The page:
5 Calligraphy During the Three Kingdoms Period and Jin Dynasty

This chapter reveals that, regardless of political and civil disorder, devotion to calligraphy persevered. It includes details on clerical and regular, or standard, script.

Part I. Culture

1 Historical Highlights

1.1 The Wei Period (220-265)

The Three Kingdoms Period (三国/三國/sān guó) included three distinctive states: the Wei (魏/wèi), the Shu (蜀/shŭ), and the Wu (吴/呉/wú). Among them, scholars of the art of calligraphy consider the Wei to have played the most prominent role. At the onset of the Wei, clerical style (隶书/隸書/lì shū) was still in use – a form followed by such noteworthy calligraphers as Zhong You (钟繇/锺繇), Wei Guan (卫琯/衞瓘), Huang Xiang (皇象), Handan Chun (邯郸淳/邯鄲淳), Suo Jing (索靖), and Liu Desheng (刘德升/劉德昇), among others.

The most celebrated was Zhong You (钟繇/锺繇/zhōng yóu) (151-230) who, it is said, created regular or standard script (楷书/楷書/kǎi shū). This came into use toward the end of the Han and matured in the Tang. Beginners tend to study regular script first because of easy-to-recognize characters that date from this era. Zhong’s calligraphy was compared to a “swan flying in the sky” and a “wild goose playing in the lake.” Emperor Liang Wu Di was so struck by Zhong’s genius that he said the calligraphy reflected “12 kinds of beauty.”

1.2 Jin Dynasty (Western Jin 265-316/317, Eastern Jin 317-420)

Two distinct periods characterize the Jin (晋/晉/jìn): the Western Jin (西晋/西晉/xī jìn), ruling China from 265 to 316/317AD, and the Eastern Jin (东晋/東晉/dōng jìn), from 317 to 420 AD. Although China was reunited under the Western in 280, it fell into civil war and was open to invasion shortly thereafter. This eventually led to the second division  –  the <Eastern.

2 Distinguished Calligraphers

2.1 Madame Wei (卫夫人/衞夫人)

Despite this turmoil, calligraphy attained its highest art form during the Jin, emblematic of renowned calligraphers such as Madame Wei (卫夫人/衞夫人/wèi fū ren) and Wang Xizhi (王羲之/wáng xī zhī ). Madame Wei is the presumed author of 笔阵图/筆陣圖/bĭ zhèn tú, an important book on calligraphy theory. In her writings she expressed a perspective on the standardized flow of calligraphy and emphasized the importance of brush, ink, ink stone and the seven brush-holding methods. Her role in the development of calligraphy is considered so significant that she is treated as the most renowned and revered female calligrapher in Chinese history.

2.2 Wang Xizhi (王羲之)

Wang Xizhi (303-361) was awarded the title of Calligrapher-Sage. His 兰亭集序/蘭亭集序/lán tíng jí xù (literally, Preface to the Poems Collected from the Orchid Pavilion), was regarded as the foremost authority on running style. Even though the original treatise was believed buried with an emperor, we can see traces of the work in copies written by great calligraphers who followed. For thousands of years Wang’s styles have become paradigms of Chinese calligraphy. Another one of his books, 书论/書論/shū lùn, On Calligraphy, is still regarded as a classic.

Figure 1: A tracing copy of 兰亭集序/蘭亭集序, preserved in Palace Museum in Beijing


Part II. Calligraphy Writing

1 Brush Techniques

The two ends of a stroke can be made differently so as to have different appearances. Techniques often include 露锋/露鋒 and 藏锋/藏鋒.

1.1 露锋/露鋒

露锋/露鋒/lòu fēng refers to an exposed, or revealed, tip. To write a stroke with an exposed tip, one moves the brush in the original direction and purposely reveals the tip of the stroke. The stroke with the exposed tip looks sharp on the end.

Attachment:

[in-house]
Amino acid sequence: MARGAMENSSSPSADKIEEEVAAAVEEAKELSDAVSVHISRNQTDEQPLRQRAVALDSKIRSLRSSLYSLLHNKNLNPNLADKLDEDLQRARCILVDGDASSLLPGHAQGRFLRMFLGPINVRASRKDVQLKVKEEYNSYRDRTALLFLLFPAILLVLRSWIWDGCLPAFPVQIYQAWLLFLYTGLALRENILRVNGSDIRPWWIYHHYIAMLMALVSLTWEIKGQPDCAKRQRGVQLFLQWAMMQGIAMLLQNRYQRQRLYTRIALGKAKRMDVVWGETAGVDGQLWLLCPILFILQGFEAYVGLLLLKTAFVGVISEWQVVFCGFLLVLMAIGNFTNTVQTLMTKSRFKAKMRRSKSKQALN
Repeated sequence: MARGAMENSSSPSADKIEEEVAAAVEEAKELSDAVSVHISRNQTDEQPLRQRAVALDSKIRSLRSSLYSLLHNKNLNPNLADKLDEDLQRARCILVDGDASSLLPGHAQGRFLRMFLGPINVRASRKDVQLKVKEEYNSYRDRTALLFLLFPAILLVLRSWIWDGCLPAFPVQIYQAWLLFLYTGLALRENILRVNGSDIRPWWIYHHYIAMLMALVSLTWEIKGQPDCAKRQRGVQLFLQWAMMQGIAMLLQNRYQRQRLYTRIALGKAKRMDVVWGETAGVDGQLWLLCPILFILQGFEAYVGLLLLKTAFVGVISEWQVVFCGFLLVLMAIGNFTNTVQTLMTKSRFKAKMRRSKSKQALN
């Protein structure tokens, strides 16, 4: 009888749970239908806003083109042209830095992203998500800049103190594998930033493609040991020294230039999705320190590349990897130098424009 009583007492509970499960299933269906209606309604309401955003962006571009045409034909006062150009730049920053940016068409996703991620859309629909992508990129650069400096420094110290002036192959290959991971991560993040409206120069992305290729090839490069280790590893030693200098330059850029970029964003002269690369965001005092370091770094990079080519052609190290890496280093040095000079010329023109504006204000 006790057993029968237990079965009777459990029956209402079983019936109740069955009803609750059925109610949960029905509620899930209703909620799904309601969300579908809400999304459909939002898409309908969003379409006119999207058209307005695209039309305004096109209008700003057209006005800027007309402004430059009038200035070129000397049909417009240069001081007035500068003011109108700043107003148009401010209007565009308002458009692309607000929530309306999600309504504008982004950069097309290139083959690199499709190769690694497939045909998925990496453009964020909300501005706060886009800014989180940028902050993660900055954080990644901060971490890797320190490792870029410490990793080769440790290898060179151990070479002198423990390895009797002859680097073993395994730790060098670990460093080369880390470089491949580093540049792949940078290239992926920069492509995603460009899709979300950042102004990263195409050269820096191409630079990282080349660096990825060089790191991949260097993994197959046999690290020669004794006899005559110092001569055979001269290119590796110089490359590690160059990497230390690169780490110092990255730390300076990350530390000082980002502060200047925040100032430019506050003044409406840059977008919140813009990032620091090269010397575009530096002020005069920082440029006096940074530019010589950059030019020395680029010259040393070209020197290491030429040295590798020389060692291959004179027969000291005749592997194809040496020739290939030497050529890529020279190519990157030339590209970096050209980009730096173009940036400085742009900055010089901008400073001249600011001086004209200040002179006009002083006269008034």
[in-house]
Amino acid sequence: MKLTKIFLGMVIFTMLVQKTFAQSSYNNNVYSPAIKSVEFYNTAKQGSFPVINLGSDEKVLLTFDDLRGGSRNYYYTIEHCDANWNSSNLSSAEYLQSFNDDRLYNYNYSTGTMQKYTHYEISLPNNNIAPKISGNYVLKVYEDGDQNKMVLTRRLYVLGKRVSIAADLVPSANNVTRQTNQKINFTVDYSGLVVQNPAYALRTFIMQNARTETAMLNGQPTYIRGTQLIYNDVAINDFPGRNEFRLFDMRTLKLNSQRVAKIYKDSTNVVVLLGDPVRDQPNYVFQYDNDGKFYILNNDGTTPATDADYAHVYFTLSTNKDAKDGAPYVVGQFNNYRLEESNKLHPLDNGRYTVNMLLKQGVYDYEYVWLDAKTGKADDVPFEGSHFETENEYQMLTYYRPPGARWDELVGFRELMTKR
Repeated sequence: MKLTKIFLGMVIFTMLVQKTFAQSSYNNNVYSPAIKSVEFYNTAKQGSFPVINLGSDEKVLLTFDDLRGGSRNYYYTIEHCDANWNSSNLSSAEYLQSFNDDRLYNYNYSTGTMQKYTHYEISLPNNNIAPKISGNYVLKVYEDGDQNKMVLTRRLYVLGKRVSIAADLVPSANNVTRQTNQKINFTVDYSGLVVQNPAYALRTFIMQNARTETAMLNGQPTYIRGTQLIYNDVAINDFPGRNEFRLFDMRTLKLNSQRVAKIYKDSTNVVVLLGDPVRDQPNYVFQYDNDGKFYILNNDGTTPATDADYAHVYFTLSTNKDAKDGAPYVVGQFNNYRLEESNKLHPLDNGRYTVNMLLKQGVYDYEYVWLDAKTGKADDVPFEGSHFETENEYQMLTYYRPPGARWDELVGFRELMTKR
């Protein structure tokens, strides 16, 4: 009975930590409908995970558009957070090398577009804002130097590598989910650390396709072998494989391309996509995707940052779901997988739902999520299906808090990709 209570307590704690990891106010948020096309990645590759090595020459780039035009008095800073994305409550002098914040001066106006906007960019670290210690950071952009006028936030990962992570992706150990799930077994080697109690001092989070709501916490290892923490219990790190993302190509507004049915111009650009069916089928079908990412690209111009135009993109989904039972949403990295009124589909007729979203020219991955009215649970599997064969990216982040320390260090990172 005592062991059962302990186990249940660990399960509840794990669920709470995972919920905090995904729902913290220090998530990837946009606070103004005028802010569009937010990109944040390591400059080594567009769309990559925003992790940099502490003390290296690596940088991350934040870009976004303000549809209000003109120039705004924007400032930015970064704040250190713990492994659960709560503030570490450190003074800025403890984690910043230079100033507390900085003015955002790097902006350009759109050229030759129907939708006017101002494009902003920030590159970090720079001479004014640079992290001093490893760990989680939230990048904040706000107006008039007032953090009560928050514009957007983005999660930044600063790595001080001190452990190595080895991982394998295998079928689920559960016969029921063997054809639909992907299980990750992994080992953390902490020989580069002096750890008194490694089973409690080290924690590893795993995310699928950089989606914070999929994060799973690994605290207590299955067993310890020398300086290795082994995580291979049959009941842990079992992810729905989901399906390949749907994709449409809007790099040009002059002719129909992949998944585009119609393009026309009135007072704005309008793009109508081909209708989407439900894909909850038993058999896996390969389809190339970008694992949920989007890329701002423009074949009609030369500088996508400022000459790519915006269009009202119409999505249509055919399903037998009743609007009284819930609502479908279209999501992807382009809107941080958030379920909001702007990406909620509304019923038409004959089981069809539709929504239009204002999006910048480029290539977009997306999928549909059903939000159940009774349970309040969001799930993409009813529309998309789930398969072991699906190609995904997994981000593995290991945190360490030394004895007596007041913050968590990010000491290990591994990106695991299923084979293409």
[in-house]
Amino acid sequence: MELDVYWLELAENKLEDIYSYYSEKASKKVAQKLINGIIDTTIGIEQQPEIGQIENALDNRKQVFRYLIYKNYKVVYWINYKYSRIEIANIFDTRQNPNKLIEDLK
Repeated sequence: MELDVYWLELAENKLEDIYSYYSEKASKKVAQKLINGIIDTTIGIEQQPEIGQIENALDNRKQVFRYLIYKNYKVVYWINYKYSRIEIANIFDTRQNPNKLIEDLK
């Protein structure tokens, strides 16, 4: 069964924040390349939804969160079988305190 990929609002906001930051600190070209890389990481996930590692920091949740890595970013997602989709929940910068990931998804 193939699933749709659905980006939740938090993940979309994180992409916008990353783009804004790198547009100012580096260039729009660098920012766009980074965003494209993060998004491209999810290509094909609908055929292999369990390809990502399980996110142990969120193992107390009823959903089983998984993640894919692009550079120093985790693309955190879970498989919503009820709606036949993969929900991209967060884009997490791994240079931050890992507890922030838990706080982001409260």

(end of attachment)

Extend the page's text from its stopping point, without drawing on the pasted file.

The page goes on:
1.2 藏锋/藏鋒

藏锋/藏鋒/cáng fēng is a concealed tip. To make a concealed tip requires starting with a short backward beginning (called 逆锋起笔/逆鋒起筆/nì fēng qĭ bĭ). To finish the stroke one makes an additional short backward movement (called 逆锋收笔/逆鋒收筆/nì fēng shōu bĭ). The stroke with the concealed tip look blunter.

2 Strokes: 钩/鈎

There are many types of hooks (钩/鈎/gōu) in Chinese calligraphy. Each is actually part of a stroke. These include: a hook with a vertical-hook; a bend-hook; a horizontal-turning-hook; and a horizontal-hook (Figure 2). Hooks can point to the left side (see Figure 2) or right side (see Chapter 6). All of them result from a sudden change of brush direction followed by a swift pointed end. The correct way of writing hooks, in general, is to pause at the turning point, change the writing direction, and then make the triangular-like hook end.

Figure 2: Four types of leftward hook

3 Composing Characters

3.1 Stroke Order

Arch Chinese lists 12 rules of Chinese character writing order. Below is Rule 6 (for review).

Rule 6: Center verticals before outside “wings” (e.g., 小, 水, and 山)

For details, visit the Arch Chinese website. Yellowbridge Online Dictionary can also provide additional information.

3.2 Characters

小/xiăo/small, little, young; 宇/yŭ/universe; 方/fāng/square, location

3.3 Sample Calligraphy Characters


3.4 Writing by following rules.

  • Prepare the tools and materials.
  • Start to write under instruction.
  • Be aware of rules for posture and stroke order.

4 Homework

4.1 Write the following characters:

水/shuĭ/water; 字/zì/word, character; 力/lì/strength, power

4.2 Search on line for more calligraphers and their work during the Three Kingdom Period and Jin Dynasty.


Part III. Additional Resources

  1. Writing Techniques: http://www.asianbrushpainter.com/blog/knowledgebase/more-brush-techniques/#more-521
  2. The Palace Museum: http://en.dpm.org.cn/EXPLORE/artworks/1336.html
  3. Wei and Jin Dynasties: http://www.art-virtue.com/history/wei-jin/wei-jin.htm
  4. Chinasage: http://www.chinasage.info/dynastydisunity.htm

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